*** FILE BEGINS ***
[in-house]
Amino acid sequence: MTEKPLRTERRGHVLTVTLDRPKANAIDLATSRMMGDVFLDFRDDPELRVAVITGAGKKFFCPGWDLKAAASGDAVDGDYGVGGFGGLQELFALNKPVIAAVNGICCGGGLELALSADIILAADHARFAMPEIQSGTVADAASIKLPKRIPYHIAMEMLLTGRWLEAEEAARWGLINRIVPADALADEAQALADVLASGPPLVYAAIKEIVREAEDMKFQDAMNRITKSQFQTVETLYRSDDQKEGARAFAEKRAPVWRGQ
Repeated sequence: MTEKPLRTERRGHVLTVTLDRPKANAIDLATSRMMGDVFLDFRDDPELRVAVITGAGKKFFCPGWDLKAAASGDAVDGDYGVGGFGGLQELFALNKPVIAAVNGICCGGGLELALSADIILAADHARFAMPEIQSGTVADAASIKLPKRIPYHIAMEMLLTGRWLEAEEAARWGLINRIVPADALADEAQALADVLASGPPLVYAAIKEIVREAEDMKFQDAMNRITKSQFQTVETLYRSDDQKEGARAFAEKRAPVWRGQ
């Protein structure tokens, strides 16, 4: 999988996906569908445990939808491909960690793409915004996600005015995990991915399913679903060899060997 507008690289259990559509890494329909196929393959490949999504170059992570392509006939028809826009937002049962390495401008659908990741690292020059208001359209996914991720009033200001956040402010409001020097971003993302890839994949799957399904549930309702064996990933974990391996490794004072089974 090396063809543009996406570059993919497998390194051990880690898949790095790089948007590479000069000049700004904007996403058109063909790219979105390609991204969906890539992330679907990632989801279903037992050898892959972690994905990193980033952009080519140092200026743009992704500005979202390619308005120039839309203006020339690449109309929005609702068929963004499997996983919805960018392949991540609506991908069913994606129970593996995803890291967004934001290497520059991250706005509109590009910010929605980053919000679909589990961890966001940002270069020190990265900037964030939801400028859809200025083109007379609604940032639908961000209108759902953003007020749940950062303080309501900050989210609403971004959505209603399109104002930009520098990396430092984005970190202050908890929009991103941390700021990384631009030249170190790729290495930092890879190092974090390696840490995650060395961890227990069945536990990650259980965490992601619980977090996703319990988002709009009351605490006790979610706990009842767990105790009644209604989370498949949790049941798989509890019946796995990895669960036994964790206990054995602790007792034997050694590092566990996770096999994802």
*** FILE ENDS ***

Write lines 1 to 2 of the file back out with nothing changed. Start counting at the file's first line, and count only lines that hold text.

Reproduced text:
[in-house]
Amino acid sequence: MTEKPLRTERRGHVLTVTLDRPKANAIDLATSRMMGDVFLDFRDDPELRVAVITGAGKKFFCPGWDLKAAASGDAVDGDYGVGGFGGLQELFALNKPVIAAVNGICCGGGLELALSADIILAADHARFAMPEIQSGTVADAASIKLPKRIPYHIAMEMLLTGRWLEAEEAARWGLINRIVPADALADEAQALADVLASGPPLVYAAIKEIVREAEDMKFQDAMNRITKSQFQTVETLYRSDDQKEGARAFAEKRAPVWRGQ